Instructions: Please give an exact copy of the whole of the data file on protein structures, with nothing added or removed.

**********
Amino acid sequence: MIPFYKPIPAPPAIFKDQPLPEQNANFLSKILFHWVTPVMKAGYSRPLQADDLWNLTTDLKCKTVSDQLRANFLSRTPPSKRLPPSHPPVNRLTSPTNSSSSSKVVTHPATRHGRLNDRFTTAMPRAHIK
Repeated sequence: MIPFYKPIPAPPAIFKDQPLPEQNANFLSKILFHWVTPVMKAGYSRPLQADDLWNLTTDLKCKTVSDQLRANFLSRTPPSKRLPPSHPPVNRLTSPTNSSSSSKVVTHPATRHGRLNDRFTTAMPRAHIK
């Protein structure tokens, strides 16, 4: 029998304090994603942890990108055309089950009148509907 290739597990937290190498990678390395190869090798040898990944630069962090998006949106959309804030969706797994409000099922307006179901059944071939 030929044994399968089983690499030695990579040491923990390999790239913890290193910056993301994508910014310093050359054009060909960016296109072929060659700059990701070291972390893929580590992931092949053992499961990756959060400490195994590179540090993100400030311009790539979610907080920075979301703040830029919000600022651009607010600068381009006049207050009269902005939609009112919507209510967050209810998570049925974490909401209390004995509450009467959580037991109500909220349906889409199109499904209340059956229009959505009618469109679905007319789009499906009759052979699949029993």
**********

Amino acid sequence: MIPFYKPIPAPPAIFKDQPLPEQNANFLSKILFHWVTPVMKAGYSRPLQADDLWNLTTDLKCKTVSDQLRANFLSRTPPSKRLPPSHPPVNRLTSPTNSSSSSKVVTHPATRHGRLNDRFTTAMPRAHIK
Repeated sequence: MIPFYKPIPAPPAIFKDQPLPEQNANFLSKILFHWVTPVMKAGYSRPLQADDLWNLTTDLKCKTVSDQLRANFLSRTPPSKRLPPSHPPVNRLTSPTNSSSSSKVVTHPATRHGRLNDRFTTAMPRAHIK
């Protein structure tokens, strides 16, 4: 029998304090994603942890990108055309089950009148509907 290739597990937290190498990678390395190869090798040898990944630069962090998006949106959309804030969706797994409000099922307006179901059944071939 030929044994399968089983690499030695990579040491923990390999790239913890290193910056993301994508910014310093050359054009060909960016296109072929060659700059990701070291972390893929580590992931092949053992499961990756959060400490195994590179540090993100400030311009790539979610907080920075979301703040830029919000600022651009607010600068381009006049207050009269902005939609009112919507209510967050209810998570049925974490909401209390004995509450009467959580037991109500909220349906889409199109499904209340059956229009959505009618469109679905007319789009499906009759052979699949029993």